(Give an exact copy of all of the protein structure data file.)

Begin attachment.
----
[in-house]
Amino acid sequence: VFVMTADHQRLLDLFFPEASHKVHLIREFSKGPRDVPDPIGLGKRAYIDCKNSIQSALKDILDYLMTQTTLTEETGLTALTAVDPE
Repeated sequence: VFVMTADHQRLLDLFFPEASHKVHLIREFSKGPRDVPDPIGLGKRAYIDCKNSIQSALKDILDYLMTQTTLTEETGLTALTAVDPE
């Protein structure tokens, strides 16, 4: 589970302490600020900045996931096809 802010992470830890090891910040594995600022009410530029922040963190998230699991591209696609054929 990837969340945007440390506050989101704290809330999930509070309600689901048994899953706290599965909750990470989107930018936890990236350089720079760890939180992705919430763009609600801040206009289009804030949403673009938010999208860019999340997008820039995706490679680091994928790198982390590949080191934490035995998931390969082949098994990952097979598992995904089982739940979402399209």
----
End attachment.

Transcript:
[in-house]
Amino acid sequence: VFVMTADHQRLLDLFFPEASHKVHLIREFSKGPRDVPDPIGLGKRAYIDCKNSIQSALKDILDYLMTQTTLTEETGLTALTAVDPE
Repeated sequence: VFVMTADHQRLLDLFFPEASHKVHLIREFSKGPRDVPDPIGLGKRAYIDCKNSIQSALKDILDYLMTQTTLTEETGLTALTAVDPE
């Protein structure tokens, strides 16, 4: 589970302490600020900045996931096809 802010992470830890090891910040594995600022009410530029922040963190998230699991591209696609054929 990837969340945007440390506050989101704290809330999930509070309600689901048994899953706290599965909750990470989107930018936890990236350089720079760890939180992705919430763009609600801040206009289009804030949403673009938010999208860019999340997008820039995706490679680091994928790198982390590949080191934490035995998931390969082949098994990952097979598992995904089982739940979402399209």